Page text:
Cortisone Shots: What Are They? How it works



It is an injection that is used to treat pain and inflammation in a particular area of the body. Joints like ankles, elbows, hips, knees, shoulders, spines, or wrists are most commonly injected with them. A cortisone shot may benefit even smaller joints, such as those on your hands and feet.

Local anesthetic and corticosteroid medications are typically used in these injections. Your doctor can usually provide you with one. Shots can be administered only a few times a year due to the potential side effects.

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Reasons for doing it

Rheumatoid arthritis can be treated with cortisone shots, which are commonly used to treat inflammation. Other conditions can also be treated with them, such as:

  • Back pain
  • Bursitis
  • Gout
  • Osteoarthritis
  • Psoriatic arthritis
  • Reactive arthritis
  • Rheumatoid arthritis
  • Tendinitis


With repeated use and higher doses, cortisone shots may have greater side effects. The following can occur as side effects:

  • Cartilage damage
  • Death of nearby bone
  • Joint infection
  • Nerve damage
  • Temporary facial flushing
  • Temporary flare of pain and inflammation in the joint
  • Temporary increase in blood sugar
  • Tendon weakening or rupture
  • Thinning of nearby bone (osteoporosis)
  • Thinning of skin and soft tissue around the injection site
  • Whitening or lightening of the skin around the injection site

Putting a limit on how many cortisone shots are allowed

It is possible that repeated cortisone injections might damage cartilage in a joint. Cortisone injections into joints are typically limited in number by doctors.

As a general rule, cortisone injections should not be given more than once every six weeks, or more than three or four times each year.

How you prepare

Before you receive your cortisone shot, you might have to discontinue using blood thinners for several days to prevent bleeding or bruising. Blood-thinning effects can also be experienced with some dietary supplements. Ask your doctor whether you should avoid any medication and supplements before receiving a cortisone shot.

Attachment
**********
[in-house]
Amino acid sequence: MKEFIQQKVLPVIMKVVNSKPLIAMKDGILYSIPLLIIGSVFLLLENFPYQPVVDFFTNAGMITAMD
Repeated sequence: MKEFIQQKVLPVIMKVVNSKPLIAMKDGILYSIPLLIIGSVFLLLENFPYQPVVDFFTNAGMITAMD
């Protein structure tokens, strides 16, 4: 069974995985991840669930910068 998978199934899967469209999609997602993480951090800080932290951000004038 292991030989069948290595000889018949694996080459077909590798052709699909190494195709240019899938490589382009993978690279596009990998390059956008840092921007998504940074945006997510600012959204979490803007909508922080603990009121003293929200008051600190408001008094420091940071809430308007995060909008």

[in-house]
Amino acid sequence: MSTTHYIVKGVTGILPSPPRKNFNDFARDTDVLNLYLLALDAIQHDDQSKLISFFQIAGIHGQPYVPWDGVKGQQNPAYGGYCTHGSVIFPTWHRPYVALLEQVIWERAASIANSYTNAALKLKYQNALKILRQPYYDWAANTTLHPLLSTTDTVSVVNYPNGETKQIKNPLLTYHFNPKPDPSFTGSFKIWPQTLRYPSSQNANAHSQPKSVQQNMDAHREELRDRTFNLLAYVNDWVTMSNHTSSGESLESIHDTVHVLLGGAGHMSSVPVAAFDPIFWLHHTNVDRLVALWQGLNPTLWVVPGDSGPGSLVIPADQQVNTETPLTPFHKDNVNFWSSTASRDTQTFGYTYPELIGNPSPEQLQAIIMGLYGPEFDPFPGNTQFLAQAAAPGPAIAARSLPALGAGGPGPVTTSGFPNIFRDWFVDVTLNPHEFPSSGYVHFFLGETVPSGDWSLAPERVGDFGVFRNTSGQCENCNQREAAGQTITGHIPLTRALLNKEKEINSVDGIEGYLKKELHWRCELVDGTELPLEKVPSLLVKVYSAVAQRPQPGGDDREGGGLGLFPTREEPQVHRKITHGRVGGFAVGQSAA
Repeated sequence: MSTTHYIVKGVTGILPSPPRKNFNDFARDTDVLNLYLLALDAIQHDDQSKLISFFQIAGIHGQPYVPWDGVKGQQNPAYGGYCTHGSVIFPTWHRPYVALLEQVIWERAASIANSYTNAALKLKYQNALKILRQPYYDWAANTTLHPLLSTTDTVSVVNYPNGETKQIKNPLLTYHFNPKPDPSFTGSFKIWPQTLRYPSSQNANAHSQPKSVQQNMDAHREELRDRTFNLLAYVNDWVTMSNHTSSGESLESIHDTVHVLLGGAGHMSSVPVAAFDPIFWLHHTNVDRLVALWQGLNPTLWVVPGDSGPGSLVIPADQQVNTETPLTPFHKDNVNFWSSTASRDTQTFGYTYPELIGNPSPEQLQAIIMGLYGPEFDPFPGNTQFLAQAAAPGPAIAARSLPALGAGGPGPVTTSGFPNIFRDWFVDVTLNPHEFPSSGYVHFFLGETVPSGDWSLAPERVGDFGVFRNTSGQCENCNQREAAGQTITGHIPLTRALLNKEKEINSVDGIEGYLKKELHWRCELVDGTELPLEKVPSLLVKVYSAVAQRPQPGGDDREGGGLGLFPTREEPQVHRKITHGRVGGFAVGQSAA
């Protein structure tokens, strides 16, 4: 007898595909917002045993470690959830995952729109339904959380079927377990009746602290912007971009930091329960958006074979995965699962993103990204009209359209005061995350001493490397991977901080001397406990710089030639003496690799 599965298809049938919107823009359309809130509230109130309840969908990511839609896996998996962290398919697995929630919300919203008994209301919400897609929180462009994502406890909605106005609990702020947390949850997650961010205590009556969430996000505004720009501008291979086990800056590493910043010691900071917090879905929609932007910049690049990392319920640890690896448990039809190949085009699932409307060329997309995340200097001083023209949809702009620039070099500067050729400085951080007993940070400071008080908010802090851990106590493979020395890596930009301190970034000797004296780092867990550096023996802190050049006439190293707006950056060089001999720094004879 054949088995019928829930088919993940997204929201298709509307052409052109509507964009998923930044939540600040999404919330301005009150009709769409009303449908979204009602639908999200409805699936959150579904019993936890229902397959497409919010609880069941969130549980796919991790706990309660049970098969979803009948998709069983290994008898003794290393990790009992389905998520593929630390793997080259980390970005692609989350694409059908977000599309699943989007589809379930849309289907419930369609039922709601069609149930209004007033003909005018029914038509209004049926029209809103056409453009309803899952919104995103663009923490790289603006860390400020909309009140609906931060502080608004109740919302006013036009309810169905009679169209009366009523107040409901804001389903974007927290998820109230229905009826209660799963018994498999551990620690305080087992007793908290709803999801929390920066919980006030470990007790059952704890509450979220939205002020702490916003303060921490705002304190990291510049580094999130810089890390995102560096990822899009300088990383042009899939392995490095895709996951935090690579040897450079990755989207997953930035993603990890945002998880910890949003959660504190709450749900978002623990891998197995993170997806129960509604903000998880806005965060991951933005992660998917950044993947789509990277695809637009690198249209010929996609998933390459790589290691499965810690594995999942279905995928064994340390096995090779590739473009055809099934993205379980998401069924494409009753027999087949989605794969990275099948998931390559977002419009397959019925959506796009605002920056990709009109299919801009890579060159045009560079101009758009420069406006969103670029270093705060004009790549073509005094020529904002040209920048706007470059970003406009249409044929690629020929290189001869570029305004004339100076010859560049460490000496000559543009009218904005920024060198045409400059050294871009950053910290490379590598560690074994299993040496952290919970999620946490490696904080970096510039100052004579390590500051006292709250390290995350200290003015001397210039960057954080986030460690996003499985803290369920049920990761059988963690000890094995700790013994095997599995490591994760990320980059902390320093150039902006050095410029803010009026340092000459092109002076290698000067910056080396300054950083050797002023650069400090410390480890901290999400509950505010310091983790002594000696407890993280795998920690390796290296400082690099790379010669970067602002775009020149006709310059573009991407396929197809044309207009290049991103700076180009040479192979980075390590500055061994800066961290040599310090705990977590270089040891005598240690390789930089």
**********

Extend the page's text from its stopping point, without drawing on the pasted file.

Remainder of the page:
Your doctor should be informed if your temperature was greater than 100.4 F (38 C) in the last two weeks.

What you can expect

During the cortisone shot

Dress in a gown if your doctor requests it. When the needle is inserted, your doctor will position you easily to insert it.

An injection site is cleaned around it. The needle will also be numbed with an anesthetic spray applied by your physician. To ensure a needle is placed in the right spot, your doctor might use ultrasound or fluoroscopy.

During the insertion of the needle, you will likely feel some pressure. You should contact your doctor if you are in a great deal of discomfort.

An injection site is then injected with the medication. The corticosteroid medication in cortisone shots acts over time to decrease pain and inflammation, while the anesthetic provides immediate pain relief.

After the cortisone shot

The chest and face may be red and warm after a cortisone injection. The cortisone shot may temporarily raise blood sugar levels in diabetes patients.

The following steps may be asked of you after the cortisone shot:

  • Keep the injection area protected for a few days. Consider avoiding heavy lifting after receiving a cortisone shot in your shoulder. Whenever possible, stay off your feet following a cortisone shot to the knee.
  • Injected sites should be treated with ice to alleviate pain if necessary. Heat pads are not recommended.
  • Take a shower, whirlpool, or hot tub for two days. It’s OK to take a shower.


A cortisone shot’s results are typically determined by the reason for the treatment. Following a cortisone injection, there is generally pain and swelling for 48 hours. There will be a decreasing trend in the inflammation and pain near that joint for a few months after that.

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